Jacob Groups Galvanised steel pipe connnected with ducting
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A Guide to Proper Maintenance of Galvanised Steel Pipe Systems

Resistance to corrosion, strength, durability, cost-effectiveness, fire retardancy and a low environmental impact are just some of the reasons why galvanised steel pipe systems have become one of the most popular choices in recent years.

A galvanised steel pipe is a steel pipe that has been coated in a layer of molten zinc, which ultimately protects the metal from becoming rusted and corroded rapidly and prevents the need for replacements in the short term.

This makes the system far more cost-effective, and because these systems are so versatile, it is relatively easy to perform upgrades and adjustments. When the time does eventually come to replace the pipes, the old ones can be recycled, meaning the environmental impact is kept to a minimum, a growing priority for many companies nowadays.

However, you can increase the lifespan of these pipework systems and delay the need to replace components by carrying out the necessary maintenance. The following piece will discuss some simple steps you can take to do that.

Be aware of how other metals can react with each other

Different metals have different nobilities, and when some come into contact with others, certain reactions can occur.

When brass and copper come into contact with a more noble metal in a humid environment, they will begin to corrode. However, if these metals come into contact with zinc – a less noble metal – in which galvanised steel pipes are coated, the less noble metal will corrode.

So, a key maintenance tip is to place an insulator between the galvanised steel pipe and the other metals to avoid contact and any consequences.

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Watch the pH of the environment

Acids can cause the zinc coating on galvanised steel to disintegrate, which is why it’s essential to avoid exposing galvanised steel products to an environment where the pH is lower than 6 or higher than 12 for long periods. An environment where the pH is between 6.5 and 11.5 is optimal for increasing the longevity of the pipe’s lifespan.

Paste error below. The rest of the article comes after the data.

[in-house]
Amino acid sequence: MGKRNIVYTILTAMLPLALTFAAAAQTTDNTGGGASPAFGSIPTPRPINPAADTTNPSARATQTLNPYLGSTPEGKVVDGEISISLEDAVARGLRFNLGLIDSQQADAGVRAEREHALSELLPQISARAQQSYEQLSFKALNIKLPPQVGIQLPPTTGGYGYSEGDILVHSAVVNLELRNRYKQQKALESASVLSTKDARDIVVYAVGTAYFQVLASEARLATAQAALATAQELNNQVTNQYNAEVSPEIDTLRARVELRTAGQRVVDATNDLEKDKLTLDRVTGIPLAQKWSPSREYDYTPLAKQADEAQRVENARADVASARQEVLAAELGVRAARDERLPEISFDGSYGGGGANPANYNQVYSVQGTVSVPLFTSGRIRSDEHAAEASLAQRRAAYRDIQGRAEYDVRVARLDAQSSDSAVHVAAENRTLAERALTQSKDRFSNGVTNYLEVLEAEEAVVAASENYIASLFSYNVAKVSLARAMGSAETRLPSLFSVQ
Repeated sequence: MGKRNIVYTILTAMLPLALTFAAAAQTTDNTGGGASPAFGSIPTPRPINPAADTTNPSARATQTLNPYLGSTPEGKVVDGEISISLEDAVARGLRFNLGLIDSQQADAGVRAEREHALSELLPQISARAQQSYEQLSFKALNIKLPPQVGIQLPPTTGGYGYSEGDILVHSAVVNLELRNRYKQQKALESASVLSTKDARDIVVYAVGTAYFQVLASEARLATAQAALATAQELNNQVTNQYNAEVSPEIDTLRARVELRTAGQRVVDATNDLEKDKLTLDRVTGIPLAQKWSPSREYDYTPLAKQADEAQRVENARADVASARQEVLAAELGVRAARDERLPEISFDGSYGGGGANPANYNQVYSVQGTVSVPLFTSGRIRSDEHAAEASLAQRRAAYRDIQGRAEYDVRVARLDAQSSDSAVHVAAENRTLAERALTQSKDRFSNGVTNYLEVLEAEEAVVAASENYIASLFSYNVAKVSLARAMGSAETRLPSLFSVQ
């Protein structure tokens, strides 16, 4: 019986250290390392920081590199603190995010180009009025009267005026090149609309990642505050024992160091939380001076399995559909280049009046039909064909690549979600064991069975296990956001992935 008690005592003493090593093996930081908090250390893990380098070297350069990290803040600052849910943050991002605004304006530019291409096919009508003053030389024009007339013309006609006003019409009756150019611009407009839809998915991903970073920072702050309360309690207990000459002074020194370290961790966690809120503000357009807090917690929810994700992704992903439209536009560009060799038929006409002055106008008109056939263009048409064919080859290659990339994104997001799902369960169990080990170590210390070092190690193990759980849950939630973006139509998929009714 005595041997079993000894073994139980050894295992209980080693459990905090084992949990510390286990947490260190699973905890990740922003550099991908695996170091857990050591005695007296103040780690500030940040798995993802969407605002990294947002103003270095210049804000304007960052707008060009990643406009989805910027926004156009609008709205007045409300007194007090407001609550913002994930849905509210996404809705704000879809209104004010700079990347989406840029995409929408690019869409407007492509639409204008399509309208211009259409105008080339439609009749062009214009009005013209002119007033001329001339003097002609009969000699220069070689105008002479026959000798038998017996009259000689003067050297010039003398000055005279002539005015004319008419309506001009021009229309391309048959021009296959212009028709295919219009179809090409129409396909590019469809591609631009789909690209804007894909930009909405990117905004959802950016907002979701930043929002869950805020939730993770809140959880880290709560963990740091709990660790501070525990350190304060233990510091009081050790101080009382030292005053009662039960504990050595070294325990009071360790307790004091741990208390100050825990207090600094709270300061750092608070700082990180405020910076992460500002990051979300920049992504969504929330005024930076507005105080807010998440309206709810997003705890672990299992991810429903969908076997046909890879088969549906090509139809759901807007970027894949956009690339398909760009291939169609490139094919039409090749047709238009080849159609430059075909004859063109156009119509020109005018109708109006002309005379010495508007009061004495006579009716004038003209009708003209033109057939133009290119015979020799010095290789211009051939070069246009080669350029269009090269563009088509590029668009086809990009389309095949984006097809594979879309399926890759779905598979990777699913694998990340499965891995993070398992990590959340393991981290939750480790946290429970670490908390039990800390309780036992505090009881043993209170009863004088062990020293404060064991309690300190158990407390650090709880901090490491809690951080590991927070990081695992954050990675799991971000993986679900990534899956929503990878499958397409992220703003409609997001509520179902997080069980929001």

Highly corrosive environments

One of the main reasons steel is galvanised in the first place is to help prevent corrosion, but some environments, such as highly polluted areas or coastal locations, are particularly harsh, and it will be difficult to prevent weathering. With the high concentration of sodium in the air in a marine environment, the zinc coating can become weakened, so experts suggest rinsing the pipes with potable water regularly and keeping the pipes covered to protect them from harsh rain and sun.

Storage of galvanised steel pipes

For galvanised steel products that are not currently in use, it’s vital to think about what conditions you are storing them in. Is the area damp or humid? Is there poor ventilation? These are all things that could damage the pipes’ coating, and before you have even used them, the clock is ticking on their zinc coating.

Keeping products in a dry, well-aired area is a key way to avoid this.

Repairing a galvanised steel pipe

If, for some reason, the coating on the pipe gets damaged, chipped or scraped, there are two main methods of repair. A zinc-rich paint, applied with a brush, is sometimes used to cover the affected area. The paint itself should state that when dried, it will contain at least 85% zinc and if applied correctly, this can be a very convenient repair method.

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An alternative option is zinc metal spraying. This is a little more complicated as before the damaged area can be sprayed, it must be grit blasted to Class 3. Once this is done, the zinc spray can be applied, followed by an aluminum vinyl paint to seal the repair.

Cleaning a galvanised steel pipe

Do not take abrasive substances or aggressive cleaning tools to galvanised steelwork, which may damage the zinc coating and affect its performance. Start with more conservative cleaning methods using regular laundry, car or truck soaps and rinsing with a plentiful supply of pure water. Avoid the use of high-pressure washers or water sprayers if you can.

With more stubborn stains, you may need to aggravate them using a bristle brush, but you should always use a hard plastic brush for this, never a wired one, as it will damage the zinc coating on the pipe.

In a similar way, when it comes to paint or graffiti stains, you can use thinners on galvanised steel, but only with a wooden or plastic scraper, not a metallic one.

If the pipes are stained from water flowing from nearby rusted pipes, you may use a descaling solution or a commercial oxalic acid. The most important thing to keep in mind when attempting to clean a galvanised steel pipe or pipework system is to start mild and rinse whatever products you do use extremely thoroughly.

If you don’t, residues may remain on the surface which can impact the galvanisation and cause the pipe to deteriorate prematurely.

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